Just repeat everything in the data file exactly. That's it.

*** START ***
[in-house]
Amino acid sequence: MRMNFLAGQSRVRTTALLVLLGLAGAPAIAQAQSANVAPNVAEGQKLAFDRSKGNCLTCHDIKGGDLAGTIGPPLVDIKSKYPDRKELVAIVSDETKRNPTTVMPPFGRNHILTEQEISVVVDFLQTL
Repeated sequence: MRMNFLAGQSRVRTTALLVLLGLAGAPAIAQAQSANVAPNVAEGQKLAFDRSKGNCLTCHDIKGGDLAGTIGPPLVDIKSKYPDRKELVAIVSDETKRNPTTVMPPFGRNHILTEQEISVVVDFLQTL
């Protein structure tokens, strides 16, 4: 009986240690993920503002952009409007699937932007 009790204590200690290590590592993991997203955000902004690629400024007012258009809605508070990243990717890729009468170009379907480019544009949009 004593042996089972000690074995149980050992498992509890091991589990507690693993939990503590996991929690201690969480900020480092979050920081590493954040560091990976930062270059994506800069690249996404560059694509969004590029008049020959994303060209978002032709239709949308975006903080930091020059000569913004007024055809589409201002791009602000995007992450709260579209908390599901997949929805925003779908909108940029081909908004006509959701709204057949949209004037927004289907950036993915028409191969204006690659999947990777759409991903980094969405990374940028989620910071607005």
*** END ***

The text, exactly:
[in-house]
Amino acid sequence: MRMNFLAGQSRVRTTALLVLLGLAGAPAIAQAQSANVAPNVAEGQKLAFDRSKGNCLTCHDIKGGDLAGTIGPPLVDIKSKYPDRKELVAIVSDETKRNPTTVMPPFGRNHILTEQEISVVVDFLQTL
Repeated sequence: MRMNFLAGQSRVRTTALLVLLGLAGAPAIAQAQSANVAPNVAEGQKLAFDRSKGNCLTCHDIKGGDLAGTIGPPLVDIKSKYPDRKELVAIVSDETKRNPTTVMPPFGRNHILTEQEISVVVDFLQTL
């Protein structure tokens, strides 16, 4: 009986240690993920503002952009409007699937932007 009790204590200690290590590592993991997203955000902004690629400024007012258009809605508070990243990717890729009468170009379907480019544009949009 004593042996089972000690074995149980050992498992509890091991589990507690693993939990503590996991929690201690969480900020480092979050920081590493954040560091990976930062270059994506800069690249996404560059694509969004590029008049020959994303060209978002032709239709949308975006903080930091020059000569913004007024055809589409201002791009602000995007992450709260579209908390599901997949929805925003779908909108940029081909908004006509959701709204057949949209004037927004289907950036993915028409191969204006690659999947990777759409991903980094969405990374940028989620910071607005």